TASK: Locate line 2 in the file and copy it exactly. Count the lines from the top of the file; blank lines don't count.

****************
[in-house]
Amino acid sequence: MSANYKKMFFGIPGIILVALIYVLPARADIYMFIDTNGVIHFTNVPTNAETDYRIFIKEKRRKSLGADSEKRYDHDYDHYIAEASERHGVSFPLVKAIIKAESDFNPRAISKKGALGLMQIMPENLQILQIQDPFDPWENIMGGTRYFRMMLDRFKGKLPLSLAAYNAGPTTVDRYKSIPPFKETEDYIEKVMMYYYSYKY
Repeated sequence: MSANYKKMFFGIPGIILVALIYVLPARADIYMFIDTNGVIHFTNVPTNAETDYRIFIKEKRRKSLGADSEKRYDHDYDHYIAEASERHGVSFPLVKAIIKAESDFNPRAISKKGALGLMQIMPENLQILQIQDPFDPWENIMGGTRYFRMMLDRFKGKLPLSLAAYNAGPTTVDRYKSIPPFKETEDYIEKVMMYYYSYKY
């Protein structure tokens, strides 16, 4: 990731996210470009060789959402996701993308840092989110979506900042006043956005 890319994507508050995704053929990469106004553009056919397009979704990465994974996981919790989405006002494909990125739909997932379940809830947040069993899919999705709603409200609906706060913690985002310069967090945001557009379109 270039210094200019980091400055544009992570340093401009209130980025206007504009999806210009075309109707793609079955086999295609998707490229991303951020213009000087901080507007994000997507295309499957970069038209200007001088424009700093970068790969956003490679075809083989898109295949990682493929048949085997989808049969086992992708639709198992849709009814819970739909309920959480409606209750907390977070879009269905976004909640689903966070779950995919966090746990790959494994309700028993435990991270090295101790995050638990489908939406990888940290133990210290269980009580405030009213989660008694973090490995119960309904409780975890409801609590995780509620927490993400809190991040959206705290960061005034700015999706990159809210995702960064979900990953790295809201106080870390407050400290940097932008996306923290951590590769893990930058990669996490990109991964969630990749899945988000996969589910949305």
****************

Amino acid sequence: MSANYKKMFFGIPGIILVALIYVLPARADIYMFIDTNGVIHFTNVPTNAETDYRIFIKEKRRKSLGADSEKRYDHDYDHYIAEASERHGVSFPLVKAIIKAESDFNPRAISKKGALGLMQIMPENLQILQIQDPFDPWENIMGGTRYFRMMLDRFKGKLPLSLAAYNAGPTTVDRYKSIPPFKETEDYIEKVMMYYYSYKY